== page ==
The Next Chapter·Bedside Books

What Meg Remy learned about grief and trauma by reading Wave by Sonali Deraniyagala

The alt-pop U.S. Girls singer-songwriter talks about the book she's reading.
Toronto-based musician Meg Remy (right) loved reading Wave by Sri Lankan memoirist and economist Sonali Deraniyagala. (McClelland & Stewart, Jeff Bierk)

This segment originally aired on Nov. 14, 2020.

Meg Remy is a musician and producer and creator of the experimental pop project U.S. Girls. The artist's latest full-length album is called Heavy Light, a project that was on the 2020 Polaris Music Prize shortlist and received a 2021 Juno Award nomination for alternative album of the year. Remy is also the author of the essay collection Begin by Telling.

Remy is a reader and stopped by The Next Chapter to talk about the book she's reading. 

"The book on my nightstand right now is Wave by Sonali Deraniyagala. The book is a first-person account of Sonali losing her husband, her two children and her parents in the 2004 Indian Ocean tsunami. In the books, there's moments where she finds herself stabbing herself with a butter knife, hitting her head against the wall over and over again — she's losing it with this grief.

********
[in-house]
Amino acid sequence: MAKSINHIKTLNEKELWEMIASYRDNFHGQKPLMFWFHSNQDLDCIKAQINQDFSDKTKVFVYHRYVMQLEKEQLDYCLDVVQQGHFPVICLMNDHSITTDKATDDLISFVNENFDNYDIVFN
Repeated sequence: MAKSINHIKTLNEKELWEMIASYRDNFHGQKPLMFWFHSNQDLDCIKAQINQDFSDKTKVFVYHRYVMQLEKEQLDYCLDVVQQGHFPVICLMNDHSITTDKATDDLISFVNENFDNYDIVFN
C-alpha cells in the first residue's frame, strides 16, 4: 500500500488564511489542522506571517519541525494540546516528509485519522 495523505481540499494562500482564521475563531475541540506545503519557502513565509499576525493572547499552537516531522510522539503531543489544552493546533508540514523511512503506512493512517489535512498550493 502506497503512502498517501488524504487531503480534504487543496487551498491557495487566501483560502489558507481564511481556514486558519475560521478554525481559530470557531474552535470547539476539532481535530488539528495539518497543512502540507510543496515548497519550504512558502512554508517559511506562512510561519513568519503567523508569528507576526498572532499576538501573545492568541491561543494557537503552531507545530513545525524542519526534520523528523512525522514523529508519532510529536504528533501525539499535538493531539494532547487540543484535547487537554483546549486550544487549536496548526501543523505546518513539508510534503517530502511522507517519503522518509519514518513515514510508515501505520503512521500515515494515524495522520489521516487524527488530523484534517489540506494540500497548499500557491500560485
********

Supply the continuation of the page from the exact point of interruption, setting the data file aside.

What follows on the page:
Reading the book felt like I was being given a tool kit for grief and trauma.

"I found that very, very intense to read. Reading the book felt like I was being given a tool kit for grief and trauma. And in case I ever find myself in a situation of complete, utter devastation or I need to help someone who's in that situation, the book taught me how fully unique everyone's response to grief and trauma is — and that every response is OK. 

"We are all traumatized because of the world we find ourselves in, so therefore we shouldn't judge each other at all, ever."

Sonali Deraniyagala reminisces on life-changing disaster in her memoir "Wave."

Meg Remy's comments have been edited for length and clarity.

Watch the video for the song American Dollars by U.S. Girls 

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